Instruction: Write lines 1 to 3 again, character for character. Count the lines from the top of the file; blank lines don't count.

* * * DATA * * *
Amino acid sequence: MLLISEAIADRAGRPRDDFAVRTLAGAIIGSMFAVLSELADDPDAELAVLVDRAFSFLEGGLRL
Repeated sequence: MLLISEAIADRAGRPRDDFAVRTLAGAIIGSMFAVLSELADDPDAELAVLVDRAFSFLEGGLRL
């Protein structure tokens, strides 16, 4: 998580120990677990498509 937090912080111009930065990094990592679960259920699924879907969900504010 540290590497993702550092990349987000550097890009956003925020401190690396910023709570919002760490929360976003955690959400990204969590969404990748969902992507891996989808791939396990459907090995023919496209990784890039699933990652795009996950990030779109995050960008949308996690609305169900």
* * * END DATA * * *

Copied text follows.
Amino acid sequence: MLLISEAIADRAGRPRDDFAVRTLAGAIIGSMFAVLSELADDPDAELAVLVDRAFSFLEGGLRL
Repeated sequence: MLLISEAIADRAGRPRDDFAVRTLAGAIIGSMFAVLSELADDPDAELAVLVDRAFSFLEGGLRL
């Protein structure tokens, strides 16, 4: 998580120990677990498509 937090912080111009930065990094990592679960259920699924879907969900504010 540290590497993702550092990349987000550097890009956003925020401190690396910023709570919002760490929360976003955690959400990204969590969404990748969902992507891996989808791939396990459907090995023919496209990784890039699933990652795009996950990030779109995050960008949308996690609305169900």